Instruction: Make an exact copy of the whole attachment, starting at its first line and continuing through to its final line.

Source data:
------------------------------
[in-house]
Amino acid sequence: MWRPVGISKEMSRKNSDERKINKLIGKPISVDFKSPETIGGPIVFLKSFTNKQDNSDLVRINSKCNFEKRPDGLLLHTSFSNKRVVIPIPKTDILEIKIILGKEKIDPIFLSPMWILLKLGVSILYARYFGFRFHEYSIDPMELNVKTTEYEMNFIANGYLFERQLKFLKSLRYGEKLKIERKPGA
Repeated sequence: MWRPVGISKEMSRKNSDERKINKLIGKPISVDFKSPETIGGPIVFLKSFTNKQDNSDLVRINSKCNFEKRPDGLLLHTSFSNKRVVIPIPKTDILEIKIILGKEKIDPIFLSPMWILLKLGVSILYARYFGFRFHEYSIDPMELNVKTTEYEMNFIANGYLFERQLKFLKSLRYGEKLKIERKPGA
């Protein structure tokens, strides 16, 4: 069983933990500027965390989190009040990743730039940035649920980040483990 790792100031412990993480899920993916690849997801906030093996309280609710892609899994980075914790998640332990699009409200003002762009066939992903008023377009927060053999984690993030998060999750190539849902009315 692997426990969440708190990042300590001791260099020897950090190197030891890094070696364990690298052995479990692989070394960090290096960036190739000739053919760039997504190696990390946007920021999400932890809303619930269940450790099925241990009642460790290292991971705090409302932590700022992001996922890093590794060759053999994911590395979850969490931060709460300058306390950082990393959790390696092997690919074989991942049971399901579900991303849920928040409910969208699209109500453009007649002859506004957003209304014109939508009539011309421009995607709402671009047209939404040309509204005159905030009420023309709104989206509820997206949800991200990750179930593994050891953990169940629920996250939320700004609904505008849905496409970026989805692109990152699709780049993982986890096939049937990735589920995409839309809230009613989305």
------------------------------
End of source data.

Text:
[in-house]
Amino acid sequence: MWRPVGISKEMSRKNSDERKINKLIGKPISVDFKSPETIGGPIVFLKSFTNKQDNSDLVRINSKCNFEKRPDGLLLHTSFSNKRVVIPIPKTDILEIKIILGKEKIDPIFLSPMWILLKLGVSILYARYFGFRFHEYSIDPMELNVKTTEYEMNFIANGYLFERQLKFLKSLRYGEKLKIERKPGA
Repeated sequence: MWRPVGISKEMSRKNSDERKINKLIGKPISVDFKSPETIGGPIVFLKSFTNKQDNSDLVRINSKCNFEKRPDGLLLHTSFSNKRVVIPIPKTDILEIKIILGKEKIDPIFLSPMWILLKLGVSILYARYFGFRFHEYSIDPMELNVKTTEYEMNFIANGYLFERQLKFLKSLRYGEKLKIERKPGA
């Protein structure tokens, strides 16, 4: 069983933990500027965390989190009040990743730039940035649920980040483990 790792100031412990993480899920993916690849997801906030093996309280609710892609899994980075914790998640332990699009409200003002762009066939992903008023377009927060053999984690993030998060999750190539849902009315 692997426990969440708190990042300590001791260099020897950090190197030891890094070696364990690298052995479990692989070394960090290096960036190739000739053919760039997504190696990390946007920021999400932890809303619930269940450790099925241990009642460790290292991971705090409302932590700022992001996922890093590794060759053999994911590395979850969490931060709460300058306390950082990393959790390696092997690919074989991942049971399901579900991303849920928040409910969208699209109500453009007649002859506004957003209304014109939508009539011309421009995607709402671009047209939404040309509204005159905030009420023309709104989206509820997206949800991200990750179930593994050891953990169940629920996250939320700004609904505008849905496409970026989805692109990152699709780049993982986890096939049937990735589920995409839309809230009613989305």